Everyone who writes about premature parenting says that the final days/weeks of the NICU journey are the hardest. It’s easier to deal with your baby being in the hospital when they’re tiny, red, wrinkled, alien-looking, and relying on machines to help them breathe.
But when they start looking up at you with pleading eyes, when they wake at the sound of your voice, when they cry when you lay them back in their crib to leave, when the only thing keeping them here are mysterious “episodes” that happen in the night, it feels like torture.
The nightmares have started up again. Typically they consist of my sudden realization that I have left my baby somewhere. I awake and attempt to retrieve my child, only to find that an entire year has elapsed. I try to explain my absence. Then I wake up from the dream.
Babies in the NICU take two steps forward, one step back. He gains two ounces, then loses one. Off the cannula, then back on. He takes two or three bottles a shift, then none. He gets exhausted.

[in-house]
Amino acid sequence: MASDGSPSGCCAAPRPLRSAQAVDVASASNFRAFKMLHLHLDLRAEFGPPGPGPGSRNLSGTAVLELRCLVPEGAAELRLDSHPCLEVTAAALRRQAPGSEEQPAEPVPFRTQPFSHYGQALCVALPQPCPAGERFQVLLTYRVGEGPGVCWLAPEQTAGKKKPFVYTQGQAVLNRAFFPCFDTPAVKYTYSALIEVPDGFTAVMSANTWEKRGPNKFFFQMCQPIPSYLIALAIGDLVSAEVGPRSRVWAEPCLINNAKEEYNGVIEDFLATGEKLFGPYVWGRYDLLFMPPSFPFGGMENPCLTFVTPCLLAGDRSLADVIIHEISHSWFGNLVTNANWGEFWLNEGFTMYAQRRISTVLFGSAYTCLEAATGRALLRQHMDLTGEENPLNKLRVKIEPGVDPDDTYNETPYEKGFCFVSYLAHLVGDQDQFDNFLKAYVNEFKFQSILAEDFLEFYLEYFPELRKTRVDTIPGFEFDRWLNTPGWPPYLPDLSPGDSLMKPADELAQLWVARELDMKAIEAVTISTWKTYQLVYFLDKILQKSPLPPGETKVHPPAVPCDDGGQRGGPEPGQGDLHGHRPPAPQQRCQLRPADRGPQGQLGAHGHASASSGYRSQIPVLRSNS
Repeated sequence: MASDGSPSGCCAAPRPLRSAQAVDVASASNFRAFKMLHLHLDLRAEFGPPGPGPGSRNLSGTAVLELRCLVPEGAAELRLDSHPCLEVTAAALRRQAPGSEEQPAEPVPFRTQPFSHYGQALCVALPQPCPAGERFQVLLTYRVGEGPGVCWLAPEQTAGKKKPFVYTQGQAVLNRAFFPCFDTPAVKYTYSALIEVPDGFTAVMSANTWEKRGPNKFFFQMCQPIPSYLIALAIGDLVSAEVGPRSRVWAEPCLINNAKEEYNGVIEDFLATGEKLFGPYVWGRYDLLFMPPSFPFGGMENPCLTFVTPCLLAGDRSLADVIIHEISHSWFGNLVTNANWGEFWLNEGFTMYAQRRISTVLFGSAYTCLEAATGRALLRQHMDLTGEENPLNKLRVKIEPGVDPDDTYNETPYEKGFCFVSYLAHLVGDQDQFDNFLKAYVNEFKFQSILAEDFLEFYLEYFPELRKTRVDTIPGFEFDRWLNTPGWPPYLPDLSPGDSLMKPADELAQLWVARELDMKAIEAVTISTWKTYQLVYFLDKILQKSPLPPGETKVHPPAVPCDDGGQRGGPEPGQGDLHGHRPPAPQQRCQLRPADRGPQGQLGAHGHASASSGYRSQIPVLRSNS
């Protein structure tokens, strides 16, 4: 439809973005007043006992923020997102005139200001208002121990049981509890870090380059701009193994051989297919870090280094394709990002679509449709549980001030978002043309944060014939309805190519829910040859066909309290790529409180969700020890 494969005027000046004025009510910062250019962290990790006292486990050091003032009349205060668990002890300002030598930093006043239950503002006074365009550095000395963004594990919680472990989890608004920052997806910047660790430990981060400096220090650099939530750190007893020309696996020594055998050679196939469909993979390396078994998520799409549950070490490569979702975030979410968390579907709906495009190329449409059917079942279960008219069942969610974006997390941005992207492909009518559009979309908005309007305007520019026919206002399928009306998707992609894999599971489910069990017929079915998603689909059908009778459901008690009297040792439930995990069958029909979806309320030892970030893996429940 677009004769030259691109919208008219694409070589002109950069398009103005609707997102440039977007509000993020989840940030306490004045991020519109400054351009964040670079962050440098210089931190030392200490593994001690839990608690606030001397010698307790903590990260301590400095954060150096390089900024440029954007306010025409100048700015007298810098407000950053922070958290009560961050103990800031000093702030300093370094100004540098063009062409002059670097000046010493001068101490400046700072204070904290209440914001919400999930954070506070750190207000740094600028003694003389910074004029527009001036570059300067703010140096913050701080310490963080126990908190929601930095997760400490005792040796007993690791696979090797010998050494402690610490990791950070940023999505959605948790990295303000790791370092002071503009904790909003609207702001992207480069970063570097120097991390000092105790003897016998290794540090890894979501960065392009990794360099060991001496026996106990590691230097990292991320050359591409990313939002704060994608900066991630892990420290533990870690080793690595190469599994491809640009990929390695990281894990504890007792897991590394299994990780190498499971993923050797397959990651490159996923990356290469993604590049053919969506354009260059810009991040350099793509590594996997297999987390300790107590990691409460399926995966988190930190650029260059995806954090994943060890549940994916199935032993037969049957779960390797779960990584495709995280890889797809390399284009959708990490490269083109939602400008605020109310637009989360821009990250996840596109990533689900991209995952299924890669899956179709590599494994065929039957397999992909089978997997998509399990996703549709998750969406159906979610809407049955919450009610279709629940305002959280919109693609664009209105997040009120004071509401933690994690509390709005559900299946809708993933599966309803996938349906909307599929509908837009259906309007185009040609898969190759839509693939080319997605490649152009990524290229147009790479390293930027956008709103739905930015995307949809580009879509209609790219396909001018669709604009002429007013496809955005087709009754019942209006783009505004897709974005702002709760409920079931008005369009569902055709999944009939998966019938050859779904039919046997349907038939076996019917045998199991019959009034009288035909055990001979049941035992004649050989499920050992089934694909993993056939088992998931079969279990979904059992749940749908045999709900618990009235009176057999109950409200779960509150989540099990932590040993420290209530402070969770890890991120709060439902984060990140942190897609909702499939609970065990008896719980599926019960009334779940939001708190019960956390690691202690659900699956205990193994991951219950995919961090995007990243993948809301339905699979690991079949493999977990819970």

I wonder if he gets as sad as I do. Does he miss me? I had another snotty, ugly cry the other day. Thankfully only my husband was there to witness it.
Before Josiah can come home, he has to be able to: go 7 days with no bradycardia or apnea (we had to restart that clock yesterday), take all feedings by mouth, and pass a 90 minute car seat test.
I was so hoping, and the doctors and nurses as well, that he would be home before the new year. It’s not looking good. I’m trying to be patient.
To keep my mind busy I’ve been working on decluttering. Today the whole family joined in on the fun. Throwing stuff away always makes me feel better and clears my head, but it’s also a way that I can do something for my son. Other than pumping my milk and changing his diaper a couple of times each visit, I do so little for him and it’s frustrating. Love is a verb.
At least I can prepare the nest.